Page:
Prostitution Policies in Switzerland and the City of Zurich : A Critical Frame Analysis of Official Documents and NGO Papers

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http://urn.fi/URN:NBN:fi:hulib-201703273519
Title: Prostitution Policies in Switzerland and the City of Zurich : A Critical Frame Analysis of Official Documents and NGO Papers
Author: Isler, Corinne
Other contributor: Helsingin yliopisto, Valtiotieteellinen tiedekunta, Sosiaalitieteiden laitos
University of Helsinki, Faculty of Social Sciences, Department of Social Research
Helsingfors universitet, Statsvetenskapliga fakulteten, Institutionen för socialvetenskaper
Publisher: Helsingfors universitet
Date: 2016
Language: eng
URI: http://urn.fi/URN:NBN:fi:hulib-201703273519
http://hdl.handle.net/10138/163872
Thesis level: master's thesis
Discipline: Sociology
Sosiologia
Sociologi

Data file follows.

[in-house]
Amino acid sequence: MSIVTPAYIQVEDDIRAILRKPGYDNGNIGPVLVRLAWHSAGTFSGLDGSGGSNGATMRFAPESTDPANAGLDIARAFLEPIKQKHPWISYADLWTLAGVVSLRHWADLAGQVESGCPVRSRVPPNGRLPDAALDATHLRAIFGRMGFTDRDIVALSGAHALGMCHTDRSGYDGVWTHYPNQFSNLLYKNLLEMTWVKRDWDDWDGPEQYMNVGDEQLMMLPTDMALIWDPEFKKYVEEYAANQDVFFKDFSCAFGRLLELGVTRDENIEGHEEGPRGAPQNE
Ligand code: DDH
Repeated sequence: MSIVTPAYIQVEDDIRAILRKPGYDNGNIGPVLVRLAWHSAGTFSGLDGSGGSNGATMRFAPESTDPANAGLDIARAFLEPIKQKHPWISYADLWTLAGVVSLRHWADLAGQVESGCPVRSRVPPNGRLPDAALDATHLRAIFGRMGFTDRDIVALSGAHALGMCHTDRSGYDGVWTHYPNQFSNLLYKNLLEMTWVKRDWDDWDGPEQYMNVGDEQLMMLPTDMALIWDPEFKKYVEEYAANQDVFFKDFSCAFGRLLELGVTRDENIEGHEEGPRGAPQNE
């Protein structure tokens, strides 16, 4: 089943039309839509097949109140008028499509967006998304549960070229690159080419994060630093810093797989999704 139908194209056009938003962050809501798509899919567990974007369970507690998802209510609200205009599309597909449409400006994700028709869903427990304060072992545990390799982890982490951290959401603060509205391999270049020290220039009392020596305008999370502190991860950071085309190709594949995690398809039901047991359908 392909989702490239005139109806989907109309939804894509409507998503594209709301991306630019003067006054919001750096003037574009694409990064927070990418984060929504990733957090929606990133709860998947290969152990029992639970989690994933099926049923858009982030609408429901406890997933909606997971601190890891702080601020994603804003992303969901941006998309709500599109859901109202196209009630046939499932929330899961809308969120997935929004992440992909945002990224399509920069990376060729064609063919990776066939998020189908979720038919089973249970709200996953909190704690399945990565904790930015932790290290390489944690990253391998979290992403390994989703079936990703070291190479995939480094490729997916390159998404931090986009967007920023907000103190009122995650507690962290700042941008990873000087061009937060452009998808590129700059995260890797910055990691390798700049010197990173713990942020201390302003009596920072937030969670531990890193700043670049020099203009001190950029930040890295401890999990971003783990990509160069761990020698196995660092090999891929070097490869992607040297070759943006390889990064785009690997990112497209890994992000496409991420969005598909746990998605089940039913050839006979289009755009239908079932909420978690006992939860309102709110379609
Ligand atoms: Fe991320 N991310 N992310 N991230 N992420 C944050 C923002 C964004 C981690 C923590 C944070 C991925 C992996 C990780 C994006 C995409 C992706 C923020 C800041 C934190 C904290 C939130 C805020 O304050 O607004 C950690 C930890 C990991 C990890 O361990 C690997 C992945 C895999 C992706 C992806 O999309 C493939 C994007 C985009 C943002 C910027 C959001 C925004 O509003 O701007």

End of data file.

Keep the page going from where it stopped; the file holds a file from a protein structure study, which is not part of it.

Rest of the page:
Abstract: The phenomenon of prostitution has been controversial in many countries, including Switzerland. Policy regimes on prostitution differ drastically between countries. In recent years, there have been two opposing trends regarding the reform of prostitution laws. Some countries, such as Germany and the Netherlands, have moved towards legalisation and normalisation of the sex industry. Prostitution is thereby regarded as a normal trade and feminist supporters of this model focus mainly on legal rights and improved working conditions for people who sell sex. In contrast, other countries, including Sweden, Norway, Iceland and most recently France, have adopted a policy regime based on the assumption that prostitution per se is a form of violence against women and should thus be eradicated. In Switzerland, prostitution has been de facto legalised since 1942 and the cantons and municipalities can adopt their own policies regarding the regulation of the industry. The City of Zurich adopted a new Prostitution Industry Regulation in 2011, which brought a number of changes regarding licencing procedures and zoning laws for street prostitution and brothels. This research aims at examing the ways in which prostitution has been framed by different socio-political actors in Switzerland and the City of Zurich in particular. For this purpose I analyse a number of official documents published by the Swiss government and the City of Zurich as well as NGO papers regarding prostitution, all published between 2010 and 2015. The analysis draws on the methodological approach of critical frame analysis, which adopts a constructivist perspective on policy problems. It is assumed that different ways of constructing a problem also lead to different suggestions for solutions. For Switzerland and Zurich, two main frames could be identified and I outline their central features as well as their internal inconsistencies. Despite the differences between these two frames, they have some important aspects in common. Both frames take a clearly normalising perspective on prostitution and accept the sex industry as a social reality that cannot and should not be eradicated. Fragments of an abolitionist perspective on prostitution are present in only one of the studied documents. Voices that take a critical perspective on prostitution itself seem to be strongly marginalised in Switzerland.


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